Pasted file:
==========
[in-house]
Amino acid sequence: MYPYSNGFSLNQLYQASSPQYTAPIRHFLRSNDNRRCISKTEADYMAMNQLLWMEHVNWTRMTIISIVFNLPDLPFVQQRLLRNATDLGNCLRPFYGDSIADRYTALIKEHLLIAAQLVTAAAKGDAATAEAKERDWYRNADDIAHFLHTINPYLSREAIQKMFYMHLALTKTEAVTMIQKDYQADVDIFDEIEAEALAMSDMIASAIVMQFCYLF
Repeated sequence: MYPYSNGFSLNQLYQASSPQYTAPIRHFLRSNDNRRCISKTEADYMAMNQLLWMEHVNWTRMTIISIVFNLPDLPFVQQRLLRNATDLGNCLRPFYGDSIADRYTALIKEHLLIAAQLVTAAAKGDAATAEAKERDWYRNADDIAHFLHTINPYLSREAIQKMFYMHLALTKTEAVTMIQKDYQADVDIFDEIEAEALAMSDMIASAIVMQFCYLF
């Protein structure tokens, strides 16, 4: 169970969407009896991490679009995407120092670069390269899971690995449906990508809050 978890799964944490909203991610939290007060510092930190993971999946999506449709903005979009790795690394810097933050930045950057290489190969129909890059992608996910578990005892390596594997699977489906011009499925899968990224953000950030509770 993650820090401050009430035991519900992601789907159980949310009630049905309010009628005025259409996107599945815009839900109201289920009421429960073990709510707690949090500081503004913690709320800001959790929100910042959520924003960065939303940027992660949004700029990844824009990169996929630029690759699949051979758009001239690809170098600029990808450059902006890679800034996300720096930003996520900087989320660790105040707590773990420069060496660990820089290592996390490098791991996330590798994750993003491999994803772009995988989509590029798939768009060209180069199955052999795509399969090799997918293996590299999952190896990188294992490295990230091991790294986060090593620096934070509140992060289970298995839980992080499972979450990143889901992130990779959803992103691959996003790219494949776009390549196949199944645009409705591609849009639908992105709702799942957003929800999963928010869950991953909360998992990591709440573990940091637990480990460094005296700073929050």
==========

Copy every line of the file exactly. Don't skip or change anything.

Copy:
[in-house]
Amino acid sequence: MYPYSNGFSLNQLYQASSPQYTAPIRHFLRSNDNRRCISKTEADYMAMNQLLWMEHVNWTRMTIISIVFNLPDLPFVQQRLLRNATDLGNCLRPFYGDSIADRYTALIKEHLLIAAQLVTAAAKGDAATAEAKERDWYRNADDIAHFLHTINPYLSREAIQKMFYMHLALTKTEAVTMIQKDYQADVDIFDEIEAEALAMSDMIASAIVMQFCYLF
Repeated sequence: MYPYSNGFSLNQLYQASSPQYTAPIRHFLRSNDNRRCISKTEADYMAMNQLLWMEHVNWTRMTIISIVFNLPDLPFVQQRLLRNATDLGNCLRPFYGDSIADRYTALIKEHLLIAAQLVTAAAKGDAATAEAKERDWYRNADDIAHFLHTINPYLSREAIQKMFYMHLALTKTEAVTMIQKDYQADVDIFDEIEAEALAMSDMIASAIVMQFCYLF
């Protein structure tokens, strides 16, 4: 169970969407009896991490679009995407120092670069390269899971690995449906990508809050 978890799964944490909203991610939290007060510092930190993971999946999506449709903005979009790795690394810097933050930045950057290489190969129909890059992608996910578990005892390596594997699977489906011009499925899968990224953000950030509770 993650820090401050009430035991519900992601789907159980949310009630049905309010009628005025259409996107599945815009839900109201289920009421429960073990709510707690949090500081503004913690709320800001959790929100910042959520924003960065939303940027992660949004700029990844824009990169996929630029690759699949051979758009001239690809170098600029990808450059902006890679800034996300720096930003996520900087989320660790105040707590773990420069060496660990820089290592996390490098791991996330590798994750993003491999994803772009995988989509590029798939768009060209180069199955052999795509399969090799997918293996590299999952190896990188294992490295990230091991790294986060090593620096934070509140992060289970298995839980992080499972979450990143889901992130990779959803992103691959996003790219494949776009390549196949199944645009409705591609849009639908992105709702799942957003929800999963928010869950991953909360998992990591709440573990940091637990480990460094005296700073929050």